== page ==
Daily Flight Stories
Historic Wings is pleased to present our daily story celebrating what happened today in aviation history.
Published on December 25, 2012
Many of us know very well the yearly fun brought to old and young alike by NORAD and their tracking mission each year to watch over Santa as he flies around the world delivering presents. It has been a tradition, in fact, since 1955 — and thus, this year is the 57th anniversary of the first NORAD Santa tracking mission. Yet most don’t know that the entire operation actually began by mistake….
It happened that way, 57 years ago tonight. It all began with a simple typo.
The Typo that Went Down in History
In Colorado, deep in the mountains, behind blast-proof doors is the readiness center of America’s national security. It is a complex with the most serious of purposes, to watch for incoming bombers or missiles that might target America. For years, everything about NORAD was SECRET and TOP SECRET — even the phone numbers.
Not far away, at Sears store in Colorado, the marketing department had a great idea for Christmas. They thought, why not set up a special phone number for children to be able to call if they wanted to speak with Santa Claus. It was a smart marketing trick and they advertised the number far and wide. Yet there was a small problem — somehow, a typo slipped in and, instead of the Sears phone that was manned to receive the Santa calls, they somehow happened upon a type that gave the direct number to NORAD’s Director of Operations at its Continental Air Defense Command — Colonel Harry Shoup, a former fighter pilot.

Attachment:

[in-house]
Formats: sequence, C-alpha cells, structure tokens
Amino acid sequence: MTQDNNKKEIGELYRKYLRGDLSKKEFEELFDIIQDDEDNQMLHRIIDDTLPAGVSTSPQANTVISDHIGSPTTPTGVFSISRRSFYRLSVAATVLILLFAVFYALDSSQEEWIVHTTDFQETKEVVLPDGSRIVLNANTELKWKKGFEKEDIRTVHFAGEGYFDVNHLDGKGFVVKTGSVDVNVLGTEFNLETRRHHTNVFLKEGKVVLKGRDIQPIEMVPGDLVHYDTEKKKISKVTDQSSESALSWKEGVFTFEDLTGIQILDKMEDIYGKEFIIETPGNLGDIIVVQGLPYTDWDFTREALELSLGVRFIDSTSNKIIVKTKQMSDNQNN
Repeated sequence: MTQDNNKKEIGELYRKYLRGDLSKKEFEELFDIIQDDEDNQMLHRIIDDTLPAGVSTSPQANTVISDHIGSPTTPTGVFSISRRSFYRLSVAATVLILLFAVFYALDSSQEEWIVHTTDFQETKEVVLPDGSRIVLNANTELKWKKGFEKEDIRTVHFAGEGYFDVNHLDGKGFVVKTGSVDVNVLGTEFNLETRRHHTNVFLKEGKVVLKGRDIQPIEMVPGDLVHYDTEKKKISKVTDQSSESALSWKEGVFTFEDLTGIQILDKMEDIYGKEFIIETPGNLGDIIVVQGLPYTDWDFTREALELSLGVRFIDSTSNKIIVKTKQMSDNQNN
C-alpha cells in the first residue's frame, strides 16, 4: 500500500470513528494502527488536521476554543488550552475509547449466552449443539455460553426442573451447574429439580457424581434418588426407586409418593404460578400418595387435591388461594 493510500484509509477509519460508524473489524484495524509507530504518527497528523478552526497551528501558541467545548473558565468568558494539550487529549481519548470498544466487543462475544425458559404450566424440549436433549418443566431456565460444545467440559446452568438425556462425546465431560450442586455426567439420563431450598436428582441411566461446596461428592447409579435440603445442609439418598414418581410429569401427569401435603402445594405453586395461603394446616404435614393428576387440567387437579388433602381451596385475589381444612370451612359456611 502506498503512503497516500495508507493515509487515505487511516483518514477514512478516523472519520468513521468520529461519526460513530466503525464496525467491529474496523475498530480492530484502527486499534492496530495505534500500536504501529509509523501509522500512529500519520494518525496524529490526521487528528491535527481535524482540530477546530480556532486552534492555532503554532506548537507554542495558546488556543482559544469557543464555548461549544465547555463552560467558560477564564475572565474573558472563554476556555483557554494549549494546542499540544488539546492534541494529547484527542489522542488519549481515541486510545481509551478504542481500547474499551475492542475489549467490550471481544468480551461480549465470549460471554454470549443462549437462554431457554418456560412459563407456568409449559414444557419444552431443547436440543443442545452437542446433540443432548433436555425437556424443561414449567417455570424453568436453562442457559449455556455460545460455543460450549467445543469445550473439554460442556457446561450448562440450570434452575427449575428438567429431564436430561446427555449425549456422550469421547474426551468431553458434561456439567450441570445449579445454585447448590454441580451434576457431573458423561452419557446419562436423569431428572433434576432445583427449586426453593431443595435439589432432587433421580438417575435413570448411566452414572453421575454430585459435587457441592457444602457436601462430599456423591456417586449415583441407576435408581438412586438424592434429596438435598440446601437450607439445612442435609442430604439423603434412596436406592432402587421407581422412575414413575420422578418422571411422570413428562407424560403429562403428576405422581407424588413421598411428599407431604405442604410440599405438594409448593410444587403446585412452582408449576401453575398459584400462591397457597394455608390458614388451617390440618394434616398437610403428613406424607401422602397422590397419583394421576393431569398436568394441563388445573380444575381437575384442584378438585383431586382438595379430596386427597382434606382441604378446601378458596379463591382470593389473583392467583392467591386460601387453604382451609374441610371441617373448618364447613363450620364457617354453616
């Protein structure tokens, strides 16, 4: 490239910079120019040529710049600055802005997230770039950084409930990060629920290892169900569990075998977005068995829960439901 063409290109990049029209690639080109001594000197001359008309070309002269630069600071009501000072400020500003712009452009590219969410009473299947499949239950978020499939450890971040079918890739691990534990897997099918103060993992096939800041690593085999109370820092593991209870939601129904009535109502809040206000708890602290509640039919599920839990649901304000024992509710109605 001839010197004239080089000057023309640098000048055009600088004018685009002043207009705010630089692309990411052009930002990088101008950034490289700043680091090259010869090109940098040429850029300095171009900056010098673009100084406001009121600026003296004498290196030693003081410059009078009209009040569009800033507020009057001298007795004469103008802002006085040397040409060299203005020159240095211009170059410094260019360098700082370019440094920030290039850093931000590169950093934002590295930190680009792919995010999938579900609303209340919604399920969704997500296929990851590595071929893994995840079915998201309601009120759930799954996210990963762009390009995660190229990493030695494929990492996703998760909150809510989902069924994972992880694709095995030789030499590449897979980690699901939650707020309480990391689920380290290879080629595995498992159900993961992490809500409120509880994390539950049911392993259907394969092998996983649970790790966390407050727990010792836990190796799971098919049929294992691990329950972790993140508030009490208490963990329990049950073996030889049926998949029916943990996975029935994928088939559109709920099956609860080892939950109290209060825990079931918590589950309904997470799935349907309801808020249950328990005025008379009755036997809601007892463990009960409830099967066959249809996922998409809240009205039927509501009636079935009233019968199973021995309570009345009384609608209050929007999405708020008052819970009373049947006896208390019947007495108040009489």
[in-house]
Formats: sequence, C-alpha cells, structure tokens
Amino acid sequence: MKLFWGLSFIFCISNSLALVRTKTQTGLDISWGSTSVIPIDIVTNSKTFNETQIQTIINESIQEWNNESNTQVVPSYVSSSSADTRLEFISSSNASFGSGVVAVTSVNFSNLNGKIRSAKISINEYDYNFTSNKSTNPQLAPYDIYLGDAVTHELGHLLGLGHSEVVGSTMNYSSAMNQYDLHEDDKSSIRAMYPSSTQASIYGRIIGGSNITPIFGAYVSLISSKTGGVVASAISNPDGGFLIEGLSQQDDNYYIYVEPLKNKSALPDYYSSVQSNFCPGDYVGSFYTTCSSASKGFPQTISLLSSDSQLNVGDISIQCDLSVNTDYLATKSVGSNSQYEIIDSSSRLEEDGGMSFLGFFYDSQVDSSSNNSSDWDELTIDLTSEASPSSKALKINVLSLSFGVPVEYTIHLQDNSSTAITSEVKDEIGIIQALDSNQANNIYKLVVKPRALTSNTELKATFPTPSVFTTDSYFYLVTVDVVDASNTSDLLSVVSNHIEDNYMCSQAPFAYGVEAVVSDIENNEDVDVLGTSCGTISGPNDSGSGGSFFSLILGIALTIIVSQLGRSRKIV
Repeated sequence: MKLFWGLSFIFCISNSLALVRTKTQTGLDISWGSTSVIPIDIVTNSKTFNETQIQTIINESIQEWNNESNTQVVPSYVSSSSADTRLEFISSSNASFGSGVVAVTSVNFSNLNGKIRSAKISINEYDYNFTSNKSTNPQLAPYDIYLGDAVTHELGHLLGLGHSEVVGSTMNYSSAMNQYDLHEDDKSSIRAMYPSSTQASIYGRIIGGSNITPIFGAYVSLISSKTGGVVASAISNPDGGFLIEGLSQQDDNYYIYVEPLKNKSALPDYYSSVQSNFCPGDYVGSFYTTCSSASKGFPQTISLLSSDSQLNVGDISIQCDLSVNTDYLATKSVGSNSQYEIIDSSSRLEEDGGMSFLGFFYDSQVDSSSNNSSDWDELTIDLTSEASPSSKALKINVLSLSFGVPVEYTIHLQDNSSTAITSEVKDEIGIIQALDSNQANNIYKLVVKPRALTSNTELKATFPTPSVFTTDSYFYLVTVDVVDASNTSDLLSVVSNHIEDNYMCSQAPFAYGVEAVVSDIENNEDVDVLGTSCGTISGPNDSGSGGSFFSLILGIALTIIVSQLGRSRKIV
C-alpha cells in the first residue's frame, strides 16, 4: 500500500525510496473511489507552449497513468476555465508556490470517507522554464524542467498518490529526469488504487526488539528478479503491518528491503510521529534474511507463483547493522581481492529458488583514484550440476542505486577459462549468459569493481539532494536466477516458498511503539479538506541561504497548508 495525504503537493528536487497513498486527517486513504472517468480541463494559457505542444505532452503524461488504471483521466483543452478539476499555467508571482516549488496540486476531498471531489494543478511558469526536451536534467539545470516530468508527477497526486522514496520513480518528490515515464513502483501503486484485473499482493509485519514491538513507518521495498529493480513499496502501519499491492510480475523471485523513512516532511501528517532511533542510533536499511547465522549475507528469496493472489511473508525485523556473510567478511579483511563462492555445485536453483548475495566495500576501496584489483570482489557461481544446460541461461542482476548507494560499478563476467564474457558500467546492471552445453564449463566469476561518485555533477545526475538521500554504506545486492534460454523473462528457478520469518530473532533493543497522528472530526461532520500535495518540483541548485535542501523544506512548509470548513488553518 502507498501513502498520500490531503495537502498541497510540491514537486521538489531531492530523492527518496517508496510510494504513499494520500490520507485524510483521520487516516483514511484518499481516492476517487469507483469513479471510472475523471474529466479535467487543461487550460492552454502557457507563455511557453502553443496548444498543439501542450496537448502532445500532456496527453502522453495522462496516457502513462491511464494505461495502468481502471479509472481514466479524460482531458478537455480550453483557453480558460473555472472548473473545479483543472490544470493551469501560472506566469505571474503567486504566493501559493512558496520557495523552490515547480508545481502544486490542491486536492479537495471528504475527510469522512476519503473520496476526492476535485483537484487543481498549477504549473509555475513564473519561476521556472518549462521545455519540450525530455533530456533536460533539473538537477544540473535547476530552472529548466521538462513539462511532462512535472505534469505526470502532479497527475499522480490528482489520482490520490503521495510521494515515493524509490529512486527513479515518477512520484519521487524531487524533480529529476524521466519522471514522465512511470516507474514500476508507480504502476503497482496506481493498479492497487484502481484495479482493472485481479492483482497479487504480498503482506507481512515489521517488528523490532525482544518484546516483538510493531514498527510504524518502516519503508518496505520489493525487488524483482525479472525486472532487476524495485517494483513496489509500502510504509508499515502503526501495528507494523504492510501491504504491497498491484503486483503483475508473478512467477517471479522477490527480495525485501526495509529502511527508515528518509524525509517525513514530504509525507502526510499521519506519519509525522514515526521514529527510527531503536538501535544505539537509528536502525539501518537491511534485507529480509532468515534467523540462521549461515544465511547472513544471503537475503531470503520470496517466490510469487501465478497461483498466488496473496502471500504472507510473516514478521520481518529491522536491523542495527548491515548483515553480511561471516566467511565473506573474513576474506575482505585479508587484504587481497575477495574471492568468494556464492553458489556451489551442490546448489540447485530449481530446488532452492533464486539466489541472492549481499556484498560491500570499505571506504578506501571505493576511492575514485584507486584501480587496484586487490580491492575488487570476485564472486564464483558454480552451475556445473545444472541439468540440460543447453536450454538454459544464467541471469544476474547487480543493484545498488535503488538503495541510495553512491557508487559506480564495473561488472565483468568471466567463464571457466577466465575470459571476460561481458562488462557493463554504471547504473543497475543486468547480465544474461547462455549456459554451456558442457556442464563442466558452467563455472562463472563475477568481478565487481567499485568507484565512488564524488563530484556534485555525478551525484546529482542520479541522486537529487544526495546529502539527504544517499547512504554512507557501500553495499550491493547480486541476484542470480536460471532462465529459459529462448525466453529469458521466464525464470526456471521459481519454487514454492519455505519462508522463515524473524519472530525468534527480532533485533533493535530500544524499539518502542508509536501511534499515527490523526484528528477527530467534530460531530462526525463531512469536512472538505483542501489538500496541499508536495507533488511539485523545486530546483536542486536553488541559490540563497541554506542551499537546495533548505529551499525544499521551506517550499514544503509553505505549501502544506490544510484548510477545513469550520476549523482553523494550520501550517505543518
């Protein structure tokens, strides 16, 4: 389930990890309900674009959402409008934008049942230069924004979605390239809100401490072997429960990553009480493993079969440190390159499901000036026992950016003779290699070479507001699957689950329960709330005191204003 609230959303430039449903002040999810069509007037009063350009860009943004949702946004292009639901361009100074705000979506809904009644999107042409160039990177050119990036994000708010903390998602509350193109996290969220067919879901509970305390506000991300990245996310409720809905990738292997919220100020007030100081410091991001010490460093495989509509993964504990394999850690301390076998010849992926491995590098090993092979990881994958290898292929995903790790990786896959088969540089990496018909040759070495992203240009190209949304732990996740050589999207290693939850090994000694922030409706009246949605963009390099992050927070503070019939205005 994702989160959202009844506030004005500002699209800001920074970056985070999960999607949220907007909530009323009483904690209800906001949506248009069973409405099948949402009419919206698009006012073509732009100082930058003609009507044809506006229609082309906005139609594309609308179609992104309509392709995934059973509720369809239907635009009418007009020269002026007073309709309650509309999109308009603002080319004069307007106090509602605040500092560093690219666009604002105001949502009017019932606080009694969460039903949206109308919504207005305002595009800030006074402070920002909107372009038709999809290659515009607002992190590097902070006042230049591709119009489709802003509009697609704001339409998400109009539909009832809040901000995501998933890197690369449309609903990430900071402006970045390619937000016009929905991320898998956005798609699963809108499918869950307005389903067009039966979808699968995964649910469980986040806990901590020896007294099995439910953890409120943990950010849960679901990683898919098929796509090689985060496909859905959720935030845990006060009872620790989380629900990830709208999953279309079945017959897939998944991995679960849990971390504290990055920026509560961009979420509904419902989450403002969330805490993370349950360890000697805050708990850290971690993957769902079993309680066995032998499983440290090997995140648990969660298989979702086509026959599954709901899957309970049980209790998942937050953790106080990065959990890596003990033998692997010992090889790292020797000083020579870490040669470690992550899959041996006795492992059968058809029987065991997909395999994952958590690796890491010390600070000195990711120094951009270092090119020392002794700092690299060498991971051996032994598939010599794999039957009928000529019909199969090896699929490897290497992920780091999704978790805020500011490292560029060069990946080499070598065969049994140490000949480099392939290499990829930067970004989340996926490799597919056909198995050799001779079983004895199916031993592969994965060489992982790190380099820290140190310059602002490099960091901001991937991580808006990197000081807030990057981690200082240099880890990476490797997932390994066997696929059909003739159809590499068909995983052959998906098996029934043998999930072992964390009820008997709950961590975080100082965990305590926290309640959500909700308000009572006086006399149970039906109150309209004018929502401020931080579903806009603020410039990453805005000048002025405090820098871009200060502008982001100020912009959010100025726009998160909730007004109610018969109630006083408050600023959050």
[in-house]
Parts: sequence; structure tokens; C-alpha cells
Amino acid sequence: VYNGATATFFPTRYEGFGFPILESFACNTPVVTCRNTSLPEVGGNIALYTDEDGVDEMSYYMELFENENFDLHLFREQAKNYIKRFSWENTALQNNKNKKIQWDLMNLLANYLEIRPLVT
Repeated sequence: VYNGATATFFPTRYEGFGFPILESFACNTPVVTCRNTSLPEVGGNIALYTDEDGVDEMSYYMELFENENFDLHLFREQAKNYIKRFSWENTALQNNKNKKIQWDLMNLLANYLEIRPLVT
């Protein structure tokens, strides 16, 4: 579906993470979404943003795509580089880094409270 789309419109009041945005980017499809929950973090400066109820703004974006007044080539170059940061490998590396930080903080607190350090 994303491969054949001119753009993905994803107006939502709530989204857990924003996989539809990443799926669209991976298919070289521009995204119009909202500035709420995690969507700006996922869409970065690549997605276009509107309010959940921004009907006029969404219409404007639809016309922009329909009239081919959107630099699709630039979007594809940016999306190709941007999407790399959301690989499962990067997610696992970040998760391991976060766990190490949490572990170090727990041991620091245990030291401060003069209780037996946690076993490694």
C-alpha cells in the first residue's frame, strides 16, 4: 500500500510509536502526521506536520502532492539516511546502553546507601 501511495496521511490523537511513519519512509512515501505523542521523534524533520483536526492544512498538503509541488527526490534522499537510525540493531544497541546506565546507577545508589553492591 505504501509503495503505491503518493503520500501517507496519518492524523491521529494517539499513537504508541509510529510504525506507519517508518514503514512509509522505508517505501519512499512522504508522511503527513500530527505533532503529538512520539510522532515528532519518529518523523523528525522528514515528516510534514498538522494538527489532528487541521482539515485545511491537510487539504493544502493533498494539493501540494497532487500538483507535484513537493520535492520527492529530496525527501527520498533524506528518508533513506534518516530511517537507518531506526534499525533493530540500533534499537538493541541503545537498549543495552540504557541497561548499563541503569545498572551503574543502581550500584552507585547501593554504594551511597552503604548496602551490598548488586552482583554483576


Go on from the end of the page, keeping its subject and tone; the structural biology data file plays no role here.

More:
As you can imagine, it wasn’t long before the first child called the NORAD Hotline — it was a young girl. As was customary, Col. Shoup picked up the phone with his official voice — “Yes, Sir!” Yet in response he heard the young girl ask quietly, “Are you Santa Claus?”
Recognizing intuitively that the child must have dialed the wrong number, he adjusted quickly, thinking it was a one-time mistake. Softening his voice, he replied gracefully, “Yes, I am. Have you been a good little girl?” After that, the phone continued to ring — more and more — with the voices of eager children on the other end asking for Santa. It didn’t take long for the staff at NORAD to work what was happening. Despite the seriousness of the NORAD mission, everyone saw the humor in the situation and thus, right from the start, Col. Shoup ordered his staff to handle the calls in the same manner he had and to provide position reports for Santa sleigh to any children who called.
Naturally, as soon as Christmas passed, the calls ended and NORAD could get “back to business”. However, a curious thing happened as everyone really liked the experience. Thus, they decided to do it again the following year, though not as a typo from the local Sears but rather as a planned public outreach program. Thus, NORAD began its tradition of reporting on Santa’s progress on Christmas Eve every year since.
A Tradition is Brought Forward to Today
Today, 57 years after that typo, we continue to celebrate NORAD’s tradition once again tonight. Nowadays, you can tune in and watch Santa’s progress online (everything is on the Internet, of course) and even see films of Santa at work.
==> NORAD Tracks Santa — click to see it yourself!
Happy Holidays to everyone from all of us here at Historic Wings!
As you celebrate your holidays this year, remember that all around the world, there are soldiers, airman and Naval personnel (and Marines, Coast Guard and Merchant Marine too!) who are working and standing watch to keep us safe. Some are near, some far away and many serve in dirty, dusty and dangerous places, making each their own sacrifice for you and me, for all of us, so that we (most of us) can celebrate this year once again in peace. They deserve our thanks, not only tonight and tomorrow, but every day for what they do.
Thus, we have a small request of you — please email a soldier tonight, whether it is a friend, a family member, a distant cousin, or just someone you know. Tell them thank you for their service.